Nothing beats a nice whiskey neat.
But, I generally tend to enjoy those when I’m at home. When I’m out and about, I feel like a whisky neat might just be a little too much and a little too easy to overindulge outside the comforts of our home.
So lately I’ve been trying some cocktails. One fun one I’ve discovered is the Moscow Mule, a nice refreshing mix of vodka, ginger beer, and lime.
Here’s another one that has piqued my interest because it involves Scotch whisky, is a fun punch, and a mixture of flavors that sound like they’re really really good. This recipe comes courtesy of a public relations firm that represents Auchentoshan.
Pepperdier Christmas Punch
Photo by Gabi Porter
By Masahiro Urushido, New York Bartender (serves 8 – 10)
- 6 oz. Auchentoshan American Oak Single Malt Scotch Whisky (infused with raisins)
- 8 oz. Scottish Breakfast Tea
- 6 oz. Fresh Lemon Juice
- 4 oz. Dubonnet Rouge Aperitif
- 2 oz. Rothman & Winter Orchard Apricot Liqueur
- 1 oz. Lejay Creme de Cassis
- 3 Tbsp Oleo Saccharum
- Sparkling Wine
- Garnish: Rosemary + Cranberries + Orange Slices + Bay Leaves
Mix all ingredients except sparkling wine in a punch bowl. Garnish with rosemary, cranberries, orange slices and bay leaves. Top with sparkling wine.
If you’re curious who Masahiro Urushido is – he was bartender at NoMad Hotel in New York and was named Chivas Regal’s first ever Chivas Master back in 2014. He can now be found at The Daily and Saxon + Parole, according to his Facebook profile.
If you make it, let me know how it is!
via Bon Appetit
For a while in the summer, I started researching really simple whisky cocktails. When I say simple, I mean like no more than a few steps and five ingredients.
A Manhattan is pretty simple. Bitters, whisky, and vermouth.
Another simple one is called a Whiskey Smash and I found a recipe in Bon Appetit magazine.
Mash the leaves and the lemon along with the tablespoon of simple syrup. Add the bourbon or some other whisky. Transfer to a glass filled halfway with crushed ice.
Boom. Simple. Tasty.
One of the fun things about food, and drink cocktails, is that there are a series of ratios that almost always work.
For example, there’s a ratio of 5:3 when it comes to dough. 5 parts flour to 3 parts liquid (usually water). You add other things to it, such as yeast to make it rise, but the ratio is 5:3. These ratios exist everywhere.
For cocktails, the 2:1:1 ratio. Two parts spirit, one part sweet (simple syrup) and one part sour (lemon). Like bread, you can add other things to it but the base is the same – 2 parts spirit, one part tartness and one part sweetness – you’re good to go.
Have you ever heard of the old rhyme – “one sour, two sweet, three strong, four weak” – that’s a ratio for a punch. Sour and sweet refer to the obvious, strong refers to the alcohol, and four refers to water. Boom – punch ratio.
With the whisky sour, you have the 2:1:1 ratio with some added fun like bitters for aromatics. Garnishes are fun to add a little complexity as well, but don’t go crazy because too many ingredients can muddy the waters.
My friends from Usquaebach sent me this simple recipe (keep an eye out for tasting notes on their whisky soon once I open the bottle!) for a classic Whisky Sour:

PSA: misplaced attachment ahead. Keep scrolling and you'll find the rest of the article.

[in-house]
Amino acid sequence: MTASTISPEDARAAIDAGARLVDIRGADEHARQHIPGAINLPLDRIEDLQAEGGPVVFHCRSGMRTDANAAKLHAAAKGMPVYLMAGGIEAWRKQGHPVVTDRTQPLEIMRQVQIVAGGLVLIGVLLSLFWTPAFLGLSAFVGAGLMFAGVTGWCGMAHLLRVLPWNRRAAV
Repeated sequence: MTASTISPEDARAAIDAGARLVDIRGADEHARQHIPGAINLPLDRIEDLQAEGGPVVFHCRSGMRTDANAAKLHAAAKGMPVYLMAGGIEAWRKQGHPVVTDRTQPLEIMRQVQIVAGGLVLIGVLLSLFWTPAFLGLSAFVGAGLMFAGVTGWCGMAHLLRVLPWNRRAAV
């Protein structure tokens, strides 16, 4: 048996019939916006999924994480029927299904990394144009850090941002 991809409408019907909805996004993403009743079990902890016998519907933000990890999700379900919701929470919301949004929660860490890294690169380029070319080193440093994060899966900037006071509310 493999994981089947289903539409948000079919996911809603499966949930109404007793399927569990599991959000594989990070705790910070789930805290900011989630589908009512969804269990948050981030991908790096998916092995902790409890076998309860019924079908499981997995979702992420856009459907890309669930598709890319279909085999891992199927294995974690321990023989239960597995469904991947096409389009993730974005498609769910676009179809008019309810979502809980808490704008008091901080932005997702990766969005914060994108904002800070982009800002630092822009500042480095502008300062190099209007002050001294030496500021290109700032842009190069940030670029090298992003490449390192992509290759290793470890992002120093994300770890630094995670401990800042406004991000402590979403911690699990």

- 2 oz. Usquaebach Reserve Premium (or your favorite whisky)
- 1 oz. fresh lemon juice
- 1 oz. simple syrup
- 1 egg white
- Angostura Bitters
Mix everything in a cocktail shaker and shake like crazy! Then strain into a glass, add two dashes of Angostura Bitters, and garnish with lemon peel and a cherry.
There’s nothing like having a batch of simple syrup on hand for cocktails.
Stirring in sugar is … OK. But it never dissolves and you’re left with not enough sugar at the beginning to a sugar bomb at the end.
Fortunately, making simply syrup is simple. Just boil some water and stir in the sugar.
What are the ratios? For cocktails, it’s one part water to one part sugar.
Here are the dead simple instructions, in case you need them:
- In a saucepan over medium heat, bring water and sugar to boil.
- Stir until the sugar dissolves.
- Let simple syrup cool to room temperature then move to a sealed, clean glass jar.
Sugar is a preservative so it can stay for a while. Eventually, mold will find a way in there so discard if you see any mold. Fortunately simple syrup is completely clear so if you see anything in it, toss and make it again.
Want to get fancy? You can infuse flavors into the simple syrup. After the sugar dissolves and has been removed from the heat, drop in your favorite aromatics (cinnamon, vanilla, cloves, peppers, whatever) and let it sit for thirty minutes and then strain it out. Don’t leave it in there once you store it in the fridge.
Enjoy your simple syrup!
Have you ever tried milk in your Scotch?
If it sounds absolutely crazy to you, you’re not alone. It sounds insane to me.
Of all the things to mix with Scotch, one of the last things I’d think of would be milk. (the first thing would be… nothing, keep it neat please)
That said… milk does a body good. Scotch does a body good. The two together must be good… right? Right? 🙂
So imagine my surprise when someone suggested mixing scotch with milk in our Facebook group. Rather than mix it at random, which sounds it would’ve been a HUGE mistake for me but a lot of fun for you to read about :), I found this recipe.
- 2 oz. Scotch
- 6 oz. Milk
- 1 tsp. Powdered Sugar (or a drop or so of simple syrup)
- Shake with ice, strain and garnish with nutmeg
I never made it though, I chickened out because the recipe’s author later updated his post to say he was nauseous afterwards.
Milk and booze are not new, we are all probably familiar with White Russians (vodka, Kahlua, and heavy cream), and there are milk punch recipes that are basically the above except replace Scotch with another liquor, like rum.
So, anyone out there brave enough to try it?